“Often patients with dysphagia struggle to get the calories and nutrition they need, meaning each bite they do take needs to be packed with as much protein, calories, vitamins and minerals as possible.

“Serving larger portions with fewer calories does little to improve mealtimes for dysphagia patients since the meal may appear more intimidating and is unlikely to be finished.”

In her role as an in-house dietitian at Wiltshire Farm Foods, Helen is tasked with finding solutions to such problems.

One alternative to home-blended food for dysphagia patients she has influenced is the PuréePetite range, part of the Softer Foods range of texture modified meals.

They provide smaller, and therefore more manageable, portions. Yet deliver the same nutritional value as a standard-sized dish.

They are “energy dense” to serve up a similar calorie and protein content as larger dishes, containing a minimum of 500 calories at least 20g of protein.

They are also suitable for patients requiring a Level 4 Puréed diet in line with the recently introduced IDDSI (International Dysphagia Diet Standardisation Initiative) food and drink texture standards.

Crucially, dishes in the range are shaped to look like a non-blended meal – “making them more appealing, encouraging patients to eat”, says Helen.

Another weapon in the fight to mitigate dysphagia’s impact is the oral nutritional supplement (ONS). Fortifying or adding an ONS to the patient’s diet can deliver high levels of protein or calories in a low volume.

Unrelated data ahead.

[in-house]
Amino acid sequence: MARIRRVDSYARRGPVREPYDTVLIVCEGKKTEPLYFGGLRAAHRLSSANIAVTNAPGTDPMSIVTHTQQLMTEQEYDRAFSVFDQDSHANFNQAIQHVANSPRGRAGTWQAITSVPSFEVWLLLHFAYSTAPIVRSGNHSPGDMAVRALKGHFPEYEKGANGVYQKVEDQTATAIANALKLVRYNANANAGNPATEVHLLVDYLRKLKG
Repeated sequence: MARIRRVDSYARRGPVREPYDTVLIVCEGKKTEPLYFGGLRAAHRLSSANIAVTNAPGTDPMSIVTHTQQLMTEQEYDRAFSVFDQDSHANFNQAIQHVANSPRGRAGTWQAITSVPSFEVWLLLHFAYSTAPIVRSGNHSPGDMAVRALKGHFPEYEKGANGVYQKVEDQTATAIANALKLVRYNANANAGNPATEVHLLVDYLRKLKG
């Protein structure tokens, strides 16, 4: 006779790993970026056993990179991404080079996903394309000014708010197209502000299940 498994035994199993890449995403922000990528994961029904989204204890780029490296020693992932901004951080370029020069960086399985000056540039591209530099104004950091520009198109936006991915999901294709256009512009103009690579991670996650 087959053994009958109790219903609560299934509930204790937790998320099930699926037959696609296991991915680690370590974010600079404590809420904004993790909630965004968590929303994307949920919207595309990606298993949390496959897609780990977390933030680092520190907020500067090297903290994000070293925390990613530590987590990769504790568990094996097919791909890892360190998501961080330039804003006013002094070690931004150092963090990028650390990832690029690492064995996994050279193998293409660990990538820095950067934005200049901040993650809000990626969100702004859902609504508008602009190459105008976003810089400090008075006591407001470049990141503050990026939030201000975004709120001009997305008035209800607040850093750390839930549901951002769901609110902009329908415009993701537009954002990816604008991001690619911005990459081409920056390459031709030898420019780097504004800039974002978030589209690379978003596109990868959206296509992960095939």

Whichever option is taken, the power of good nutrition in rehabilitation should not be underestimated, or compromised because of swallowing difficulties, says Helen.

“Eating a well-balanced meal that meets the patient’s nutritional needs whilst being at a safe texture can lead to improved recovery times and a better quality of life.

“Healthcare professionals should consider all options when it comes to providing the best diet for their dysphagia patients, and always be aware of the potential challenges of home-blended meals.”

To discover a range of Softer Foods products that are IDDSI compliant and designed to help your patients and residents with dysphagia visit www.specialistnutrition.com to request a brochure or book a tasting session with Wiltshire Farm Foods.

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    News

    “We refused to furlough and and supported staff like our clients”

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    Despite the significant pressures caused by the COVID-19 pandemic, Neuro Case Management UK (NCMUK) declined the opportunity to furlough any of its near 100-strong team. Martin Gascoigne, founder of the Sheffield-based business, explains more.

    As a family-owned case management company, one of the biggest of our kind in the UK, we have built our reputation on providing a first-rate service in a caring and compassionate way.

    Care and compassion are values which run deep for all of us here and we appreciate the great efforts our team go to for our clients. So in times when the going gets tough, we will always show we’ll support them every step of the way.

    The furlough scheme was an introduction that many businesses took advantage of, and undoubtedly there are financial benefits in doing so, but for us it was not an option.

    Although we have almost 100 staff now across our four offices, covering the whole of England and Wales, and the financial cost of sustaining them all throughout the lockdown period was undeniably a very significant commitment, it was something we wanted to do.